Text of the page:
As with so many other questions about therapy, there’s no single best way to determine which kind of therapy is right for you. Much of your decision will come down to personal preference, and you may even try out a few different approaches before settling on one that works well for you.
When you are clearer about what you need, have a look here for therapists available in person and online.
4. How do I know if the therapist I’ve chosen is The RIGHT One?
This might be the most significant suggestion in picking your therapist: trust your intuition and ask yourself if you can imagine finding trust and alliance with this person. If the answer is yes, you are off to a good start.
Once you have made a choice and have worked with a professional for some time, you should continue to ask the question of whether your therapist is the right fit. Usually, a good therapist-client fit can be pinned down by asking these two broad questions:
1. Do I feel a good rapport with this therapist?
2. Is therapy helping me make progress?
If after a few sessions you’re not sure you feel a connection with your therapist, it may be time to let them know it isn’t working. You can discuss this question with your therapist and it might help the two of you assess how the journey is coming along, if you have missed any major road signs, or if you should end the process so you can try to find a therapist with whom there is a better fit.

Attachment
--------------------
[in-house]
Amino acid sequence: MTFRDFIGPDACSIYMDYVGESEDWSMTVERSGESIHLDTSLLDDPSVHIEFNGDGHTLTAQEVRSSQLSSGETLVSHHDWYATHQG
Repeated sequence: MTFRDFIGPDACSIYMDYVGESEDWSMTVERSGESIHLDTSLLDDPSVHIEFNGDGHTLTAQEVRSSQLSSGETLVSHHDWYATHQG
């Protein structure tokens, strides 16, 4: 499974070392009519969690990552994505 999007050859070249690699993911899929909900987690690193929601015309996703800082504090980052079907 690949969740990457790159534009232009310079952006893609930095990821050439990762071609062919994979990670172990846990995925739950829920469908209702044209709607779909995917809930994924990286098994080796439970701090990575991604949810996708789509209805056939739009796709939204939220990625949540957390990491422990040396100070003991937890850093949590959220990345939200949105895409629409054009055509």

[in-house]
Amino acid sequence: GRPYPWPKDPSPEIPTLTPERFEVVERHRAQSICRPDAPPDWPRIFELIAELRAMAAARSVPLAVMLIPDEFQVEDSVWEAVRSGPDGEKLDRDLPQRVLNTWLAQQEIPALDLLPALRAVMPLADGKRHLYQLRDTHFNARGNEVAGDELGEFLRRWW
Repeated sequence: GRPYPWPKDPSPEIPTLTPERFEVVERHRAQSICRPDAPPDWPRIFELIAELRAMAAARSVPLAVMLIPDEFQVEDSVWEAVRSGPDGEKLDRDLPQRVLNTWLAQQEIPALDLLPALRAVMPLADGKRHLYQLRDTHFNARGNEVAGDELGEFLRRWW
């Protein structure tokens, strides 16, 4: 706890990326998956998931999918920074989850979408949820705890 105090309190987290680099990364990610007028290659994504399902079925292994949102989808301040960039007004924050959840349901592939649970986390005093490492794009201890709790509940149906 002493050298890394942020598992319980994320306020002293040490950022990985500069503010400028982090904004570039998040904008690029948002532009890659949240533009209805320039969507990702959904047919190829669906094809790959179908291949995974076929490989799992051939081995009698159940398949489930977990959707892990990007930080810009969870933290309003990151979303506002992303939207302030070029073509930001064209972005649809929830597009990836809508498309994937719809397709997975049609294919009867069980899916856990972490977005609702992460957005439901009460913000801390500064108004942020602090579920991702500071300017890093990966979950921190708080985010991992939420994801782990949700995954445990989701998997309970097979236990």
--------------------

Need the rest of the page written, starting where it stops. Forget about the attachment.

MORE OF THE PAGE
5. Are the logistics in place?
Therapy requires both a financial commitment and a time commitment, and this is why you’ll want to weigh certain logistical factors as you decide which therapist to work with.
Here are some things to consider:
Timing. Which days and times can you commit to therapy? If you have limited availability, search specifically for therapists with openings that suit your schedule, or ask therapists you’re considering upfront if they have what you need. Making therapy a manageable part of your day-to-day life can help you stick to your commitment and get the most out of your sessions.
Location. Consider the commute to and from the therapist’s office. If possible, it may be easier to see a therapist who has offices close to your home or your job. You can also consider expanding your search to include therapists who offer remote therapy sessions online, which can make scheduling easier.
Insurance. Will your insurance cover therapy, or can you expand your search to out-of-network providers? While in-network therapists tend to be more affordable, looking for one can be a long and arduous process depending on your insurance and location. There is also often the following benefits of self-payment compared to getting therapy covered by health insurance: anonymity, less bureaucracy, and free choice of not just the therapeutic method, but also the duration, location, language, etc.
Price. It’s good to find out how much you can afford to budget for therapy. Some therapists offer a sliding scale fee for unemployed and/or students, so be sure to talk to potential therapists about whether their fees are flexible and what the cost to you would be for each session.
The process of finding a therapist is different for everyone, but by keeping these pointers in mind and focusing on what works best for you, you’re likely to find a good matching therapist.
If you still don’t know where to start in your search, remember that It’s Complicated offers a listing where you can filter by price, insurance, location, availability, language, gender, and speciality.